Tom Cruise seems to be an asshole in 'real life,' and not just because nearly all the characters he's ever played are pretty much assholes who don't realize they're assholes. The only time he's tolerable as an actor is when he's actually trying to play an asshole, as in Collateral, Magnolia and Tropic Thunder. When he has to really reach outside himself, and play a bad guy, somehow he ends up playing, basically, a slightly exaggerated version of who he really apparently is, and I think that's what makes those performances enjoyable.
posted by hap_hazard at 11:48 AM on January 24 [1 favorite]


Interview With A Vampire= Top Fop
posted by KHAAAN! at 11:54 AM on January 24 [4 favorites]


Ted Tally's adaptation made some good decisions on what to keep and what to lose

Actually Tally refused to write the script. Instead the screenplay was written by David Mamet and Steven Zaillian.
posted by urbanwhaleshark at 11:57 AM on January 24


I've never really understood how I could hate Days of Thunder so much but totally be cool with Top Gun.

Because you already saw that movie when it was called "Top Gun" and it had fucking F-14s and sidewinder missiles that cost $50K a pop to shoot in 1980's dollars and "MIG-28s" aka F-5/F-20 trainer jets that look really cool!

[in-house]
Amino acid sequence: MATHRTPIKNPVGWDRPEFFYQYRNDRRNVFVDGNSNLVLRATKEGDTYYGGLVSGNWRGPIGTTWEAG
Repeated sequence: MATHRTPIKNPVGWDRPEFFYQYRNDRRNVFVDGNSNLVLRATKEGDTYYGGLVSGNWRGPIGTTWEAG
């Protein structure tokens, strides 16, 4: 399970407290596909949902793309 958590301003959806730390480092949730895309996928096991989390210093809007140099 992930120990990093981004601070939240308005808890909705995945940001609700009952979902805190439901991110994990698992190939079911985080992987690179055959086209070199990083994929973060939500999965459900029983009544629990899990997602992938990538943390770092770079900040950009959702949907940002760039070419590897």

posted by lordaych at 12:02 PM on January 24


Eyes Wide Shut: Top Creeper/Creepie
posted by lordaych at 12:04 PM on January 24


"MIG-28s" aka F-5/F-20 trainer jets that look really cool!

F-5's. The F-20 prototype(s) had a single engine.
posted by ROU_Xenophobe at 12:08 PM on January 24


Interview With A Vampire= Top Fop
posted by KHAAAN! at 11:54 AM on January 24 [1 favorite −] Favorite added! [!]

Eyes Wide Shut: Top Creeper/Creepie
posted by lordaych at 12:04 PM on January 24 [+] [!]


Forgot about both of those…nicely played.

Jerry Maguire = Top Agent


I keep coming up with off-color, very politically incorrect versions of these, certain to offend more than one MeFite so I'll stop there…but my all means, continue!
posted by Thistledown at 12:17 PM on January 24


I like Days of Thunder mostly for the rental car demolition race scene. It's a bit of fantasy of mine to rent two cars with a friend, take out all the insurance, and then duke it out.
posted by rosswald at 12:23 PM on January 24 [2 favorites]


I suppose such a thing is possible, but there are so many reasonable reasons to hate him that you'd have to really stretch to find it- 'he's too short' or something.

There's just something about him I can't put my finger on. It's his teeth or something...
posted by The 10th Regiment of Foot at 12:36 PM on January 24 [2 favorites]